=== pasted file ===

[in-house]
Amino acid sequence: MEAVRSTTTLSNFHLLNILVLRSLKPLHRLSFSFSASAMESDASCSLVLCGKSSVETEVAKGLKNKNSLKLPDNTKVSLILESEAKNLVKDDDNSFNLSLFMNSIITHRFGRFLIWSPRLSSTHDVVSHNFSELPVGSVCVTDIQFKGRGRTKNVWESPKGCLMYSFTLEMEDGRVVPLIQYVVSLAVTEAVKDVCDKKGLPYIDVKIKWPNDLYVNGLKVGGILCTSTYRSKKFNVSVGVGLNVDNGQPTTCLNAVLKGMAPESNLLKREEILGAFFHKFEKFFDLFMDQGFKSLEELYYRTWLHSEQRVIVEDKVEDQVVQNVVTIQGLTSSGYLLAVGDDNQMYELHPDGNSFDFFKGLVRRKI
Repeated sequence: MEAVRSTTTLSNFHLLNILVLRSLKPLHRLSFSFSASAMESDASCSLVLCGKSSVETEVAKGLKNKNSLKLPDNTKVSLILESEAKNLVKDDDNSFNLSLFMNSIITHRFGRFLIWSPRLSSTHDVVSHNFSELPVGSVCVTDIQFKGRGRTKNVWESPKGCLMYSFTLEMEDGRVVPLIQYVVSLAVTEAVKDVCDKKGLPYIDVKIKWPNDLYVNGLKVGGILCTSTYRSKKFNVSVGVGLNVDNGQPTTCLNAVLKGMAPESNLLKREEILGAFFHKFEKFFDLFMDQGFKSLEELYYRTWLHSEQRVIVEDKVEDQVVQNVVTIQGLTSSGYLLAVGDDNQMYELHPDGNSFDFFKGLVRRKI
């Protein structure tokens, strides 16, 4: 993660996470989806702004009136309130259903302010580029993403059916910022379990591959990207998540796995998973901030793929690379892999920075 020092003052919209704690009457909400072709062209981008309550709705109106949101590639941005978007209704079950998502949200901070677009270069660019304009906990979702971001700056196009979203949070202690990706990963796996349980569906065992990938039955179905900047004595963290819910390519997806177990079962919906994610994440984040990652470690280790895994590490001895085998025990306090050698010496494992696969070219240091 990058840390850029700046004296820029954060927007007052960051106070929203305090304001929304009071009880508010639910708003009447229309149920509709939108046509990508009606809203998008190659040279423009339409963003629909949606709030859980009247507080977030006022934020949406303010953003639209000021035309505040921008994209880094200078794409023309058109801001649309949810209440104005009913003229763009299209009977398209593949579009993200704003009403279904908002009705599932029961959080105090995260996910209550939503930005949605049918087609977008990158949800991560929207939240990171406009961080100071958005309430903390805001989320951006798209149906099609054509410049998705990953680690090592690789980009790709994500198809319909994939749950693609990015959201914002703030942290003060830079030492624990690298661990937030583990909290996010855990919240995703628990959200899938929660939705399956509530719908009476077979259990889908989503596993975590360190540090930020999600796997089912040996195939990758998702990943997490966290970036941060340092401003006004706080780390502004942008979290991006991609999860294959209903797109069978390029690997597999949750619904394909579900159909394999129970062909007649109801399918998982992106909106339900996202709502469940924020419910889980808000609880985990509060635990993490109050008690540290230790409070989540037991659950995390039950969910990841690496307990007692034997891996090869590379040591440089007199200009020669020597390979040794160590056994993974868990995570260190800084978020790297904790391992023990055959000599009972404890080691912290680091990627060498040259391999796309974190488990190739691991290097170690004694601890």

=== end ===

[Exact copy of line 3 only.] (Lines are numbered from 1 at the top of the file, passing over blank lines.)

Repeated sequence: MEAVRSTTTLSNFHLLNILVLRSLKPLHRLSFSFSASAMESDASCSLVLCGKSSVETEVAKGLKNKNSLKLPDNTKVSLILESEAKNLVKDDDNSFNLSLFMNSIITHRFGRFLIWSPRLSSTHDVVSHNFSELPVGSVCVTDIQFKGRGRTKNVWESPKGCLMYSFTLEMEDGRVVPLIQYVVSLAVTEAVKDVCDKKGLPYIDVKIKWPNDLYVNGLKVGGILCTSTYRSKKFNVSVGVGLNVDNGQPTTCLNAVLKGMAPESNLLKREEILGAFFHKFEKFFDLFMDQGFKSLEELYYRTWLHSEQRVIVEDKVEDQVVQNVVTIQGLTSSGYLLAVGDDNQMYELHPDGNSFDFFKGLVRRKI